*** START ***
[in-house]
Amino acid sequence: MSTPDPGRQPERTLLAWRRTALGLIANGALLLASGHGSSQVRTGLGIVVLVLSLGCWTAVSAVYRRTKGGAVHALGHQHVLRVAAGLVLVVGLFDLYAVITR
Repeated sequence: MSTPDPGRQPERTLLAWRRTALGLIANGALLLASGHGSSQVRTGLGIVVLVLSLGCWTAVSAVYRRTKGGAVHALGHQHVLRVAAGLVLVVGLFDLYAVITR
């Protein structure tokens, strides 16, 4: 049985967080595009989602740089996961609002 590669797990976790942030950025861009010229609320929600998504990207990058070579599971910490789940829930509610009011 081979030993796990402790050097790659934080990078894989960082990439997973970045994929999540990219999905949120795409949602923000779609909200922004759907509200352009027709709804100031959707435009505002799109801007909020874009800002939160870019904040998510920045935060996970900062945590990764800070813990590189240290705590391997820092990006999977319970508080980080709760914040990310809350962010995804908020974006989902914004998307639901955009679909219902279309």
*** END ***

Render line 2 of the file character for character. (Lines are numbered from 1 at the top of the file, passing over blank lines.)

Amino acid sequence: MSTPDPGRQPERTLLAWRRTALGLIANGALLLASGHGSSQVRTGLGIVVLVLSLGCWTAVSAVYRRTKGGAVHALGHQHVLRVAAGLVLVVGLFDLYAVITR